@BeforeEachThe annotated method will be run before each test method in the test class.
@AfterEachThe annotated method will be run after each test method in the test class.
@BeforeAllThe annotated method will be run before all test methods in the test class. This method must be static.
@AfterAllThe annotated method will be run after all test methods in the test class. This method must be static.
@TestIt is used to mark a method as a junit test.
@DisplayNameUsed to provide any custom display name for a test class or test method
@DisableIt is used to disable or ignore a test class or test method from the test suite.
@NestedUsed to create nested test classes.
@TagMark test methods or test classes with tags for test discovery and filtering.
@TestFactoryMark a method as a test factory for dynamic tests.
@ParameterizedTestDenotes that a method is a parameterized test. 
@RepeatedTestDenotes that a method is a test template for a repeated test.
@TestClassOrderUsed to configure the test class execution order for @Nested test classes in the annotated test class.
@TestMethodOrderUsed to configure the test method execution order for the annotated test class; similar to JUnit 4’s @FixMethodOrder.
@TimeoutUsed to fail a test, test factory, test template, or lifecycle method if its execution exceeds a given duration.
@TempDirUsed to supply a temporary directory via field injection or parameter injection in a lifecycle method or test method.

A typical test class with JUnit 5 annotations is as follows:

class JUnit5TestClass {

  static void setUpClass() {
    // setup the common resource(s) for all tests

  static void tearDownClass() {
     // close the common resource(s) for all tests

  void testMethod_For_Some_Action() {

    boolean result =  systemUnderTest.someMethod();

  void testMethod_For_Another_Action() {
      assertEquals(2, 1, "2 is not equal to 1");  //Not executed because it is disabled

3.2. Custom Composed Annotations

We can also create composed annotations that will automatically inherit the semantics of its meta-annotations.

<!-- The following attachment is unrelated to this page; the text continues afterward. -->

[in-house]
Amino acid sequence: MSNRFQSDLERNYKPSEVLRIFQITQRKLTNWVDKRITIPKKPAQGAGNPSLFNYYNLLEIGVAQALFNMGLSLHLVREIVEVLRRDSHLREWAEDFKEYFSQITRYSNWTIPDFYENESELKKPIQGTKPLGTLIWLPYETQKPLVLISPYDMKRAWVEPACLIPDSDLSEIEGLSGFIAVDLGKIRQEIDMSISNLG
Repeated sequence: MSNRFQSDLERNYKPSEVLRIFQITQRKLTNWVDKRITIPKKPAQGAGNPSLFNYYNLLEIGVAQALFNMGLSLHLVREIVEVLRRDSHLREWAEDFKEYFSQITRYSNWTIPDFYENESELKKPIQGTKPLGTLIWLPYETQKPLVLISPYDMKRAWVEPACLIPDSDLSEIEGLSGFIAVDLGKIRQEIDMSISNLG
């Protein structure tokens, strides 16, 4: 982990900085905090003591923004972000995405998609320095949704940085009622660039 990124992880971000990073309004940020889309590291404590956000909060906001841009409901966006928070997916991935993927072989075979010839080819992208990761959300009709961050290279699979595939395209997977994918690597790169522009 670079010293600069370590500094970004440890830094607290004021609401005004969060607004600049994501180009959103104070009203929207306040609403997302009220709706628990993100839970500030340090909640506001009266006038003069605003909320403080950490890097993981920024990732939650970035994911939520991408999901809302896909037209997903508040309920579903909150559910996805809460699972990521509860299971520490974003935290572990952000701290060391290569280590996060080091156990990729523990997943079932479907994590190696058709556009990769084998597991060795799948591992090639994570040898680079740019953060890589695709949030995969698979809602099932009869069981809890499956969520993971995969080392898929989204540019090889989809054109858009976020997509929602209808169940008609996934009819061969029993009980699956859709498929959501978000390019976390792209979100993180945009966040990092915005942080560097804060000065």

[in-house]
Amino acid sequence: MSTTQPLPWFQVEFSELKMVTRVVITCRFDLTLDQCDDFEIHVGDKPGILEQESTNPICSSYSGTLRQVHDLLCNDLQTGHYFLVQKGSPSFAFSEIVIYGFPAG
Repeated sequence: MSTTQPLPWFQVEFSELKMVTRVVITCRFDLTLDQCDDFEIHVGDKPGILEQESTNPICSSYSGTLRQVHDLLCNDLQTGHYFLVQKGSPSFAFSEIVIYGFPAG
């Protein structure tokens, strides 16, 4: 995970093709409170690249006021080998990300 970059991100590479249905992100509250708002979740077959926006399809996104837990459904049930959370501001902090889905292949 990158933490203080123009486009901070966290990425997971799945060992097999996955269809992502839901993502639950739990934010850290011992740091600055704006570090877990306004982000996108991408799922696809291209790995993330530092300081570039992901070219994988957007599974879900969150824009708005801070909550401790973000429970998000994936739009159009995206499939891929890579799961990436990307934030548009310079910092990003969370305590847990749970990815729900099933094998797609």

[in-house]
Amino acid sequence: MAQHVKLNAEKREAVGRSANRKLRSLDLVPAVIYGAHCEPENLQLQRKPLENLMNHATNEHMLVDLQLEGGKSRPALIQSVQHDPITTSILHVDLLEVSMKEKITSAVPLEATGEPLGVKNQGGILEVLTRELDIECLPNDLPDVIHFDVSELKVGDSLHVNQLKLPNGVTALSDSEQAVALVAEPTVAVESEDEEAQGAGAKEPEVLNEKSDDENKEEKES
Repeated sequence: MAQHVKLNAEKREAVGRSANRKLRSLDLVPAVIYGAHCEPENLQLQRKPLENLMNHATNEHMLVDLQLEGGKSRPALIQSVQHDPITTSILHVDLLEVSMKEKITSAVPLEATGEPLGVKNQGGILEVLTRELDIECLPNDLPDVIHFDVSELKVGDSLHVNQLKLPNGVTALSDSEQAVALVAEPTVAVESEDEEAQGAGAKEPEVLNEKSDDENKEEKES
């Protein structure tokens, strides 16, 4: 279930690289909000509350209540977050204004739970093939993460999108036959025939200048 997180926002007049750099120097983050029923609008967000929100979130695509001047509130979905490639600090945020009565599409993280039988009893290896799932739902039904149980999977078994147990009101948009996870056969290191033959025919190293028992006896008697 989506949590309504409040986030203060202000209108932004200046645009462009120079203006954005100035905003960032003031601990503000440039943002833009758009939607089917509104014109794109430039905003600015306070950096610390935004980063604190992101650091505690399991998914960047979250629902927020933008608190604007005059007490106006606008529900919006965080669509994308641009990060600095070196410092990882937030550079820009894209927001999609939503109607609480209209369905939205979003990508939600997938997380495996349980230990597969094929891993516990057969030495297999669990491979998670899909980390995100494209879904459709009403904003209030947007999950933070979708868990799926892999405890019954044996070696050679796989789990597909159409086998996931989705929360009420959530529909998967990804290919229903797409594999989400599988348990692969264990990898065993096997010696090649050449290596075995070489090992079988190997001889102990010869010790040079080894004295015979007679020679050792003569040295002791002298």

For example, instead of copying and pasting @Tag(“developement”), we can create a composed annotation @Dev as follows:

@Target({ ElementType.TYPE, ElementType.METHOD })
public @interface Dev {

And then we can use @Dev annotation in tests that have to be executed on the development environment. This makes it easy to change the environment name later, if needed, without modifying all the test classes.

void someTest() {
    // ...

4. JUnit 5 Test Example

There is not much change between JUnit 4 and JUnit 5 in test writing styles.

  • A test class is any top-level class, static member class, or @Nested class that contains at least one test method. Test classes must not be abstract and must have a single constructor.
  • A test method is written using @Test@RepeatedTest@ParameterizedTest@TestFactory, or @TestTemplate annotations.
  • Test classes, test methods, and lifecycle methods are not required to be public, but they must not be private. Using public modifier is recommended.

Here are sample tests with their life cycle methods. Notice all the annotations are coming from org.junit.jupiter.api package.

import org.junit.jupiter.api.AfterAll;
import org.junit.jupiter.api.AfterEach;
import org.junit.jupiter.api.Assertions;
import org.junit.jupiter.api.BeforeAll;
import org.junit.jupiter.api.BeforeEach;
import org.junit.jupiter.api.Disabled;
import org.junit.jupiter.api.Tag;
import org.junit.jupiter.api.Test;
import com.howtodoinjava.junit5.examples.Calculator;

public class AppTest {

  static void setup(){
    System.out.println("@BeforeAll executed");

  void setupThis(){
    System.out.println("@BeforeEach executed");

  void testCalcOne() {
    System.out.println("======TEST ONE EXECUTED=======");
    Assertions.assertEquals( 4 , Calculator.add(2, 2));

  void testCalcTwo(){
    System.out.println("======TEST TWO EXECUTED=======");
    Assertions.assertEquals( 6 , Calculator.add(2, 4));

  void tearThis(){
    System.out.println("@AfterEach executed");

  static void tear(){
    System.out.println("@AfterAll executed");

5. Writing JUnit 5 Test Suites

Using JUnit 5 test suites, you can run tests spread into multiple test classes and different packages. JUnit 5 provides these annotations to create test suites.

  • @Suite
  • @SelectClasses
  • @SelectPackages
  • @IncludePackages
  • @ExcludePackages
  • @IncludeClassNamePatterns
  • @ExcludeClassNamePatterns
  • @IncludeTags
  • @ExcludeTags